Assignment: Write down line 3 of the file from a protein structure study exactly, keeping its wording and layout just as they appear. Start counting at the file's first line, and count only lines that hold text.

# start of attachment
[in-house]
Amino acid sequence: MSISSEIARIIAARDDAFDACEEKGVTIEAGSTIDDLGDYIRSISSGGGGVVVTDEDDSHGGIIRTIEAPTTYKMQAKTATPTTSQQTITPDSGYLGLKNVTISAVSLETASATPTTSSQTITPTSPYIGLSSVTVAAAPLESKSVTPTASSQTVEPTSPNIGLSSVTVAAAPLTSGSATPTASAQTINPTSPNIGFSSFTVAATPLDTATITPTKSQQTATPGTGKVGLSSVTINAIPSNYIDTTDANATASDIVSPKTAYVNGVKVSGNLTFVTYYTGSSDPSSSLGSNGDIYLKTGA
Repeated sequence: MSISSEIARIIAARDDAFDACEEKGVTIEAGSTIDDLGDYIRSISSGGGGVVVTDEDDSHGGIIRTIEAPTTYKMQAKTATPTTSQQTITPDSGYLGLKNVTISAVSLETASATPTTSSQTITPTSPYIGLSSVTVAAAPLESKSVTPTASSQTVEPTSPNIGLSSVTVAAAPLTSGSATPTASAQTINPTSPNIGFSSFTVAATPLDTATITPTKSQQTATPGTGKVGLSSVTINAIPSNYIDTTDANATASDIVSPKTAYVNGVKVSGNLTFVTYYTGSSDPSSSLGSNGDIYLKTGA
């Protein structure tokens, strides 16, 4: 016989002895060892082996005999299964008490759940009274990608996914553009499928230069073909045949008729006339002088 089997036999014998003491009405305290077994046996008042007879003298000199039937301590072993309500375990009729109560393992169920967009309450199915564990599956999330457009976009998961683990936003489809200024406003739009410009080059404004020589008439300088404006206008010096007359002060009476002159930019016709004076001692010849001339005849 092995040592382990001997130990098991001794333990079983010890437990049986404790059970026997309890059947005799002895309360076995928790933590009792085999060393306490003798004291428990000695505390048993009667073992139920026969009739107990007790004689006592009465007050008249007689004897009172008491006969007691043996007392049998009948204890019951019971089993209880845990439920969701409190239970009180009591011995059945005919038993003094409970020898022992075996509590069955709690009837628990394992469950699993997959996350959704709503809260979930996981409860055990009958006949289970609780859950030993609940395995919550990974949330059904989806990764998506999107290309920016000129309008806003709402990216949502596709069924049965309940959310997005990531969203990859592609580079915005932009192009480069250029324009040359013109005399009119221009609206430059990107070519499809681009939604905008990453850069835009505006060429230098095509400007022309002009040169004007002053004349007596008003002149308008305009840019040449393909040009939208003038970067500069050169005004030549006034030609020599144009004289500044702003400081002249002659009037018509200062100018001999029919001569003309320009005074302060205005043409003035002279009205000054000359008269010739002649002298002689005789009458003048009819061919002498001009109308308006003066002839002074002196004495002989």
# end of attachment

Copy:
Repeated sequence: MSISSEIARIIAARDDAFDACEEKGVTIEAGSTIDDLGDYIRSISSGGGGVVVTDEDDSHGGIIRTIEAPTTYKMQAKTATPTTSQQTITPDSGYLGLKNVTISAVSLETASATPTTSSQTITPTSPYIGLSSVTVAAAPLESKSVTPTASSQTVEPTSPNIGLSSVTVAAAPLTSGSATPTASAQTINPTSPNIGFSSFTVAATPLDTATITPTKSQQTATPGTGKVGLSSVTINAIPSNYIDTTDANATASDIVSPKTAYVNGVKVSGNLTFVTYYTGSSDPSSSLGSNGDIYLKTGA